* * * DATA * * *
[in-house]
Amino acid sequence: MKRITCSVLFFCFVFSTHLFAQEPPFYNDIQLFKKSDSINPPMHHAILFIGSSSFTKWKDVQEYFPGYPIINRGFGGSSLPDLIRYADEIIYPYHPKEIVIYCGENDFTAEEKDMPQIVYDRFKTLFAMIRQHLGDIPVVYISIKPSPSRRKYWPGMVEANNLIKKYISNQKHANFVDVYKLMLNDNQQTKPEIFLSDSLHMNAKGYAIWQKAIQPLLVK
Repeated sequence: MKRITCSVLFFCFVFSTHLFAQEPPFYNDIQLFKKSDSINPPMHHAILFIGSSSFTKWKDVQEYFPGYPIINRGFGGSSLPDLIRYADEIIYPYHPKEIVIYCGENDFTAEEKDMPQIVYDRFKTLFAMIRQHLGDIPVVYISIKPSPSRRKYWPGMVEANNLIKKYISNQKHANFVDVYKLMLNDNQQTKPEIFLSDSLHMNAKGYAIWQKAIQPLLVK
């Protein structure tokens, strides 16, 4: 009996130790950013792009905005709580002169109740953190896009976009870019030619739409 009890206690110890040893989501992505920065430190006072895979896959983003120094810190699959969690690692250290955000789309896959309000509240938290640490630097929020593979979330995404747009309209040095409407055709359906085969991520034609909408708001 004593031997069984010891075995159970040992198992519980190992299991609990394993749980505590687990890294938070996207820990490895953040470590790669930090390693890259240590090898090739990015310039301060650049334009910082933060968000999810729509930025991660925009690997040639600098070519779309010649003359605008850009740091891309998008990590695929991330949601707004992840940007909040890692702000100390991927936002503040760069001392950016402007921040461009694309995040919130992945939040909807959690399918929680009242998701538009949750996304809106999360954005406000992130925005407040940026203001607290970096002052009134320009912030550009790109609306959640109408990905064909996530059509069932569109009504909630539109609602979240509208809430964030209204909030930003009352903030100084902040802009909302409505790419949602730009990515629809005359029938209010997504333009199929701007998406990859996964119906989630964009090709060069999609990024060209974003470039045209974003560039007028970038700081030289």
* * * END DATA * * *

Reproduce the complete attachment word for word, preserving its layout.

[in-house]
Amino acid sequence: MKRITCSVLFFCFVFSTHLFAQEPPFYNDIQLFKKSDSINPPMHHAILFIGSSSFTKWKDVQEYFPGYPIINRGFGGSSLPDLIRYADEIIYPYHPKEIVIYCGENDFTAEEKDMPQIVYDRFKTLFAMIRQHLGDIPVVYISIKPSPSRRKYWPGMVEANNLIKKYISNQKHANFVDVYKLMLNDNQQTKPEIFLSDSLHMNAKGYAIWQKAIQPLLVK
Repeated sequence: MKRITCSVLFFCFVFSTHLFAQEPPFYNDIQLFKKSDSINPPMHHAILFIGSSSFTKWKDVQEYFPGYPIINRGFGGSSLPDLIRYADEIIYPYHPKEIVIYCGENDFTAEEKDMPQIVYDRFKTLFAMIRQHLGDIPVVYISIKPSPSRRKYWPGMVEANNLIKKYISNQKHANFVDVYKLMLNDNQQTKPEIFLSDSLHMNAKGYAIWQKAIQPLLVK
């Protein structure tokens, strides 16, 4: 009996130790950013792009905005709580002169109740953190896009976009870019030619739409 009890206690110890040893989501992505920065430190006072895979896959983003120094810190699959969690690692250290955000789309896959309000509240938290640490630097929020593979979330995404747009309209040095409407055709359906085969991520034609909408708001 004593031997069984010891075995159970040992198992519980190992299991609990394993749980505590687990890294938070996207820990490895953040470590790669930090390693890259240590090898090739990015310039301060650049334009910082933060968000999810729509930025991660925009690997040639600098070519779309010649003359605008850009740091891309998008990590695929991330949601707004992840940007909040890692702000100390991927936002503040760069001392950016402007921040461009694309995040919130992945939040909807959690399918929680009242998701538009949750996304809106999360954005406000992130925005407040940026203001607290970096002052009134320009912030550009790109609306959640109408990905064909996530059509069932569109009504909630539109609602979240509208809430964030209204909030930003009352903030100084902040802009909302409505790419949602730009990515629809005359029938209010997504333009199929701007998406990859996964119906989630964009090709060069999609990024060209974003470039045209974003560039007028970038700081030289």